Unfortunately you aren’t aware of all regulations world-wide nor do you want to implement a complicated logic for saving and retrieving the user and language specific messages.

That’s when business rules came on your mind. Let the user create rules for the countries she want’s to see in her list. A rule defines from which age you are allowed to drink beer resp. if you are too young. If the rule “You are too young” applies it returns a message.

The user can create new countries in her list and alter the regualtions and the returned message in a way that does not need programing skills.

Wow! Exactly what you were looking for.

The Demo Application

UI

The developed application looks like this.

At the top you see an input field in which the user enters her age.
Beneath this field there is a TabContainer with one item for each language. If the user clicks at an items text (e.g. US or GER) the below section of the screen changes. In the top area the results of the rule evaluation are displayed, means you see a green check if the ruleAllowed fulfills and the ruleProhibited didn’t succeed. If the ruleProhibited succeeded and ruleAllowed didn’t you see a red cross and the message that is defined in the rules event->params->value.

With the Plus the user can add a new country that has default rules as long as you do not alter them.

You can edit the rules for the selected country by clicking the Edit button and changing the rules text (JSON).

Rules

A rule has a condition and an event part.

Condition

The condition part describes which condition has to be fullfilled to raise the event of the event part.

Event

The event part defines a type and optionally params. When running the rules engine in your code the events for the fulfilled rules are fired. You can write handlers that react on those.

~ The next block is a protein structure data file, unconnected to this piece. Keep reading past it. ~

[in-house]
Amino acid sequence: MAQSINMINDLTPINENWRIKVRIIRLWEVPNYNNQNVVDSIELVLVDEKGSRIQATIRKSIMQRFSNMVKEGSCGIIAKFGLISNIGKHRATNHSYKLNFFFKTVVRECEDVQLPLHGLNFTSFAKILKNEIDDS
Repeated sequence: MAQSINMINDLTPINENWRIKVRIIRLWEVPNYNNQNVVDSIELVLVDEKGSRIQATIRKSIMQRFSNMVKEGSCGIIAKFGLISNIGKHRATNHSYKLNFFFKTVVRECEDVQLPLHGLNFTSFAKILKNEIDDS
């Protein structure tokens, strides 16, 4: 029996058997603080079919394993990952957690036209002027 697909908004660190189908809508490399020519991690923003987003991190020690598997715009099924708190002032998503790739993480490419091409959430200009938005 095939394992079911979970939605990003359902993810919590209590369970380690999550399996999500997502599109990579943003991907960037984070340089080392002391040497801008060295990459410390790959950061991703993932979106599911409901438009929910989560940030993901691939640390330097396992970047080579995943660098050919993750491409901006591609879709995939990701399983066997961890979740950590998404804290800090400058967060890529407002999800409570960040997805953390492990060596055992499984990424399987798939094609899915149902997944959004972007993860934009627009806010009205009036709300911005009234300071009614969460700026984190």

You can set the type to anything you like. So you can e.g. have the types

  • enabled / disabled
  • visible / hidden
  • default with param->value = the default value for a field
  • mandatory or required

to realize the use cases I mentioned at the top of this article.

See the json-rules-engine-simplified github repository for much more possibilties to define rules.

Technical implementation

Rules Engine

To fulfill the requirements I’m using the json-rules-engine-simplified rules engine that is written for node.js and available on npmjs.org.

Using node.js module in browser

node.js modules can’t be used directly in browsers cause the node.js module loading mechanism is not implemented by browsers.
Therefore I decided to use Browserify to convert the module with all it’s dependencies into a file that can be loaded by browsers.

ES6 not supported by all browsers

The rules engine was developed with ES6. Cause this is not supported by all browsers (I needed to support IE 11) I had to transpile the ES6 code to ES5 code.
Hence I used Babel to get the code that can be run by IE 11.

Rules Engine Browser file